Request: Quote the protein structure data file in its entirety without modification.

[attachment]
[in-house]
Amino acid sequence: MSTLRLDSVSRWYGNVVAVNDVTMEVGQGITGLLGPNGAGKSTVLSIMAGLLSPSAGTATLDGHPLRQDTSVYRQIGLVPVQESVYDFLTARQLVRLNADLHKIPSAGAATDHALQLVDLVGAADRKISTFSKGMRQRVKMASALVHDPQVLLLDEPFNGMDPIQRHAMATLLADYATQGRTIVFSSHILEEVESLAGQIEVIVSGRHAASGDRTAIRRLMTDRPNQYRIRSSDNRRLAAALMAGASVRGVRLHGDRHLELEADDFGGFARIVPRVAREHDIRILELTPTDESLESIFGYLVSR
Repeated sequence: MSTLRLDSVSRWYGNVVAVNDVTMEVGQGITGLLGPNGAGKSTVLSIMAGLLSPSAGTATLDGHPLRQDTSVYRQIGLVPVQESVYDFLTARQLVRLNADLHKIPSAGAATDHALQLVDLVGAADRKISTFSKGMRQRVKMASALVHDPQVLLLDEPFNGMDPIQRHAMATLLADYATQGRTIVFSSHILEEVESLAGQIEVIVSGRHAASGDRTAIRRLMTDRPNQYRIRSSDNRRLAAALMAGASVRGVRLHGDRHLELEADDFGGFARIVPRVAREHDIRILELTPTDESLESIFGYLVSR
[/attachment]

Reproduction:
[in-house]
Amino acid sequence: MSTLRLDSVSRWYGNVVAVNDVTMEVGQGITGLLGPNGAGKSTVLSIMAGLLSPSAGTATLDGHPLRQDTSVYRQIGLVPVQESVYDFLTARQLVRLNADLHKIPSAGAATDHALQLVDLVGAADRKISTFSKGMRQRVKMASALVHDPQVLLLDEPFNGMDPIQRHAMATLLADYATQGRTIVFSSHILEEVESLAGQIEVIVSGRHAASGDRTAIRRLMTDRPNQYRIRSSDNRRLAAALMAGASVRGVRLHGDRHLELEADDFGGFARIVPRVAREHDIRILELTPTDESLESIFGYLVSR
Repeated sequence: MSTLRLDSVSRWYGNVVAVNDVTMEVGQGITGLLGPNGAGKSTVLSIMAGLLSPSAGTATLDGHPLRQDTSVYRQIGLVPVQESVYDFLTARQLVRLNADLHKIPSAGAATDHALQLVDLVGAADRKISTFSKGMRQRVKMASALVHDPQVLLLDEPFNGMDPIQRHAMATLLADYATQGRTIVFSSHILEEVESLAGQIEVIVSGRHAASGDRTAIRRLMTDRPNQYRIRSSDNRRLAAALMAGASVRGVRLHGDRHLELEADDFGGFARIVPRVAREHDIRILELTPTDESLESIFGYLVSR